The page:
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Thread: 243 barrel length

  1. #1

    243 barrel length

    Hi

    I have a 243 sako 75 that im thinking of chopping the barrel to 20" to match my 85 308. Is this feasible for a 243 and what difference in ballistics could I expect

    ATB Steve

  2. #2
    Hi I copied the following from the chuck hawkes website very intresting info should be of help



    Other authorities have tried to take into account the different velocity ranges within which modern cartridges operate. The Remington Catalog 2003 includes a "Centerfire Rifle Velocity Vs. Barrel Length" table that shows the following velocity changes for barrels shorter or longer than the test barrel length:
    • MV 2000-2500 fps, the approximate change in MV per 1" change in barrel length is 10 fps.
      MV 2500-3000 fps, the approximate change in MV per 1" change in barrel length is 20 fps.
      MV 3000-3500 fps, the approximate change in MV per 1" change in barrel length is 30 fps.
      MV 3500-4000 fps, the approximate change in MV per 1" change in barrel length is 40 fps.
    The 45th Edition of the Lyman Reloading Handbook also has a table showing Center Fire Rifle Velocity Vs. Barrel Length. Their figures apply to barrels between 20 and 26 inches in length and agree with the Remington figures. The Lyman table shows the following approximate velocity changes:
    • For rifles with muzzle velocities in the 1000-2000 fps range, the change in velocity for each 1" change in barrel length is 5 fps.
      For rifles with muzzle velocities in the 2001-2500 fps range, the change in velocity for each 1" change in barrel length is 10 fps.
      For rifles with muzzle velocities in the 2501-3000 fps range, the change in velocity for each 1" change in barrel length is 20 fps.
      For rifles with muzzle velocities in the 3001-3500 fps range, the change in velocity for each 1" change in barrel length is 30 fps.
      For rifles with muzzle velocities in the 3501-4000 fps range, the change in velocity for each 1" change in barrel length is 40 fps.
    The 43rd edition of the Lyman reloading Handbook gave some concrete examples of velocity loss for specific calibers and loads. The Lyman technicians chronographed some high velocity cartridges in rifles with barrels ranging in length from 26 inches down to 22 inches with the following results:
    • The average loss for the .243 Win./100 grain bullet was 29 fps per inch.
      The average loss for the .264 Win. Mag./140 grain bullet was 32 fps per inch.
      The average loss for the .300 H&H Mag./220 grain bullet was 25 fps per inch.
    For standard high intensity cartridges in the same test, the Lyman technicians chronographed the cartridges in barrel lengths ranging in length from 24 inches down to 20 inches with the following results:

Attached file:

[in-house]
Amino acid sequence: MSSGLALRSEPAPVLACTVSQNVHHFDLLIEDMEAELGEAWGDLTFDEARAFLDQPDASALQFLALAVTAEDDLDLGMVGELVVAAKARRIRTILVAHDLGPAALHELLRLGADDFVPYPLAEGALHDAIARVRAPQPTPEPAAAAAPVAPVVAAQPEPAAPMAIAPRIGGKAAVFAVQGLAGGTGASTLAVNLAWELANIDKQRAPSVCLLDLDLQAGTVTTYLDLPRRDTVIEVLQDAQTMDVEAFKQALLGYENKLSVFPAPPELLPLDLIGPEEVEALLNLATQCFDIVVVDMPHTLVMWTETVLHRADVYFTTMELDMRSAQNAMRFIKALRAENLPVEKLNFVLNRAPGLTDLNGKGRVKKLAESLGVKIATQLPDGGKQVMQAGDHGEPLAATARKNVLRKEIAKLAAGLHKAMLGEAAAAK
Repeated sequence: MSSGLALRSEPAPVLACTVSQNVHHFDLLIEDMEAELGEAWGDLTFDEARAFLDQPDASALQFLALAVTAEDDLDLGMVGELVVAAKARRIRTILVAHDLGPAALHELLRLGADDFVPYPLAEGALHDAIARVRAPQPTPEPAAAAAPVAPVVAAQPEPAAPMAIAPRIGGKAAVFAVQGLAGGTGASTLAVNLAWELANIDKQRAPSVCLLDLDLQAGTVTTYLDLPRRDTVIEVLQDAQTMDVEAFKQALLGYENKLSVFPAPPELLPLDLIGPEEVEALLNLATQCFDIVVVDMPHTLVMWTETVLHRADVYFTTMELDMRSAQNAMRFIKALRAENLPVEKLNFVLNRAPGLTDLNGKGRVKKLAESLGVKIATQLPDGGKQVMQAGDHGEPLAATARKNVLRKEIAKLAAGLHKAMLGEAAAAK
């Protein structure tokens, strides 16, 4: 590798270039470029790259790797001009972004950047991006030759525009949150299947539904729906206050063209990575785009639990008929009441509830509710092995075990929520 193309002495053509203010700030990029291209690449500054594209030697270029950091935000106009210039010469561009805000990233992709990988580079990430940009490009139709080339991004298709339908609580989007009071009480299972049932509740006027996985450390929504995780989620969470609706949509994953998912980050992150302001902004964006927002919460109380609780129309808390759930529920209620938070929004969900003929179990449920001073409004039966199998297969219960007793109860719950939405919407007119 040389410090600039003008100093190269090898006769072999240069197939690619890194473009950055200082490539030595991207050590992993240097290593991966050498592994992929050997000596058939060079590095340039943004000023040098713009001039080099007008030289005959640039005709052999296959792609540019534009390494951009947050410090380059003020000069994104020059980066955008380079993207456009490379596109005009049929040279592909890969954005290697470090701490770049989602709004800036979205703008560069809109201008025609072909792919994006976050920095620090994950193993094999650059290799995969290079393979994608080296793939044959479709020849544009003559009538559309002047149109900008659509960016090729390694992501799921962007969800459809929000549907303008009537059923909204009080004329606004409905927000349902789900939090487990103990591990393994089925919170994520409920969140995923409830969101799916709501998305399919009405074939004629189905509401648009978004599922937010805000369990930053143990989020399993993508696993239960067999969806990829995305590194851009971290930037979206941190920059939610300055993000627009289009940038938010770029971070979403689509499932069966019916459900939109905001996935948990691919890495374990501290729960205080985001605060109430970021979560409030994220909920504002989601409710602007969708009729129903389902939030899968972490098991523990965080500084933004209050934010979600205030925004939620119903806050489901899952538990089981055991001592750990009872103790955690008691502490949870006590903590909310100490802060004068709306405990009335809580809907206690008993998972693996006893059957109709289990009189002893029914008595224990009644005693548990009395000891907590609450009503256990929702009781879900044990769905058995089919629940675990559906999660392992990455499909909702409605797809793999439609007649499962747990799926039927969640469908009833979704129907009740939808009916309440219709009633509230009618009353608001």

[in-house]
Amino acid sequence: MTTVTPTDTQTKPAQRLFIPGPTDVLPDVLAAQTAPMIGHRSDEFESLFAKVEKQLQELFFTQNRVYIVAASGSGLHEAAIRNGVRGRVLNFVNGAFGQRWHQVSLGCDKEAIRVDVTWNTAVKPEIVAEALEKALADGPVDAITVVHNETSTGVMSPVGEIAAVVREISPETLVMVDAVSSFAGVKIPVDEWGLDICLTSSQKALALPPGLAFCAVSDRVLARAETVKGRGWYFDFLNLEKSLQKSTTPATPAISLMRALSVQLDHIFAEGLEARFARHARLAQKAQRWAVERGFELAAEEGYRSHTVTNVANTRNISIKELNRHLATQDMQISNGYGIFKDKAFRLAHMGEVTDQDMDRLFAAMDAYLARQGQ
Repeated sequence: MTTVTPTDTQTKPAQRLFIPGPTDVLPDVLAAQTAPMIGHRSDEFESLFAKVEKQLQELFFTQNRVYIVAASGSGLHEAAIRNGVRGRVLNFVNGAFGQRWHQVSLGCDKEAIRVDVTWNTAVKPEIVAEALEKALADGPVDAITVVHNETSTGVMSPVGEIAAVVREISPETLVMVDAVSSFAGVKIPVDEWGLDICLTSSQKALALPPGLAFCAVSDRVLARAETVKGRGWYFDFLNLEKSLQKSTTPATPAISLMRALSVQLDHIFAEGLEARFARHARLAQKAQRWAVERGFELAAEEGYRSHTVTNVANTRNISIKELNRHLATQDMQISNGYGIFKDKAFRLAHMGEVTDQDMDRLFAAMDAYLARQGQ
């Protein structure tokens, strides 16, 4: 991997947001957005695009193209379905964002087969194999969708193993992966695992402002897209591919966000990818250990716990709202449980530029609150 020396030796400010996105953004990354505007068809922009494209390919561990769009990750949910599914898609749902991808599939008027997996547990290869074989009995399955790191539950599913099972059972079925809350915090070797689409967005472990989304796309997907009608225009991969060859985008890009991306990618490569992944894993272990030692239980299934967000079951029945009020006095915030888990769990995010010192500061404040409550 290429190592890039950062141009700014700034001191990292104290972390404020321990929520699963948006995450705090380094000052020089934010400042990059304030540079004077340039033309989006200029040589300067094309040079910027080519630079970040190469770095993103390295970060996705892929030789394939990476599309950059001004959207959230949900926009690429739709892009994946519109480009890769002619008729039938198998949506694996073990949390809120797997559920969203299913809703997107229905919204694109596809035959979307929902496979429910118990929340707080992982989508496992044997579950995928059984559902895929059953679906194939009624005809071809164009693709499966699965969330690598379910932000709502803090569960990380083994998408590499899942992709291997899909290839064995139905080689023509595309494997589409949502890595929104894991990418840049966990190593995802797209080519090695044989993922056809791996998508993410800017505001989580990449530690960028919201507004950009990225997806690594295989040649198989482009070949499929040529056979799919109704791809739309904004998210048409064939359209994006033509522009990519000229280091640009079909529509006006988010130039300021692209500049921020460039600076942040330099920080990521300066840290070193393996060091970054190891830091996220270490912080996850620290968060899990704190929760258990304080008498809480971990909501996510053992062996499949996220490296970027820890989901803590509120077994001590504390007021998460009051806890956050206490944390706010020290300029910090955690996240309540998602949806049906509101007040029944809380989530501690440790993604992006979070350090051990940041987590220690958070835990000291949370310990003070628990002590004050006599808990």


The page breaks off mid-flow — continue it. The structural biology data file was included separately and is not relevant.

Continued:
• The average loss for the .270 Win./130 grain bullet was 37 fps per inch.
      The average loss for the .270 Win./150 grain bullet was 32 fps per inch.
      The average loss for the .300 Sav./180 grain bullet was 17 fps per inch.
      The average loss for the .30-06/180 grain bullet was 15 fps per inch.
      The average loss for the .35 Rem./200 grain bullet was 11 fps per inch.
    After a bunch of disclaimers, the Lyman people concluded, "The rule of thumb is that high speed, high pressure cartridges shed more speed in short barrels than do the low speed, large bore types." It's funny, but that is what I had suspected all along!

  3. #3
    I worked out with my 20" barrel i had lost around 50 fps per inch of barrel cut off using the slower burning powders.

  4. #4
    were using them as short as 16" with out probs ..

  5. #5
    irishgun what velocities ad muzzle energies are you getting?

  6. #6
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    Quote Originally Posted by Bordersman View Post
    Hi

    I have a 243 sako 75 that im thinking of chopping the barrel to 20" to match my 85 308. Is this feasible for a 243 and what difference in ballistics could I expect

    ATB Steve
    As already posted: 20-50 fps lost per inch chopped off. 20" should therefore be OK. Shorter could be a problem. You don't say what you'll be shooting or where you go to shoot.

    Small deer and Scottish Roe you'll be fine.

    but.... for ALL deer in England, for instance, you need an M.V. of at least 2767fps with a 100grain bullet to get your 1700ftlbs minimum M.E. as required. In Scotland, where you must use at least a 100 grain bullet for ALL deer and attain a minimum M.E. of 1750ftlbs, you need to chase that same pill out the pipe at no less than 2807.5fps. Can a 16" bbl, chambered to .243win, actually do that last one with normal factory ammo???

  7. #7
    Surely only 1000 ft lbs for roe in Scotland, with the 1750 ft lbs requirement applying to fallow, red and sika?

  8. #8
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    Quote Originally Posted by RoyalTW View Post
    Surely only 1000 ft lbs for roe in Scotland, with the 1750 ft lbs requirement applying to fallow, red and sika?
    Sorry Royaltw, if you misunderstood... There's "small deer" and "all deer" regulations. Re-read my post and you'll see I said there'd be no problem on Scottish Roe.

    ps. You can shoot Roe with cartridges which perform in the "all deer" class, most folk do.

  9. #9

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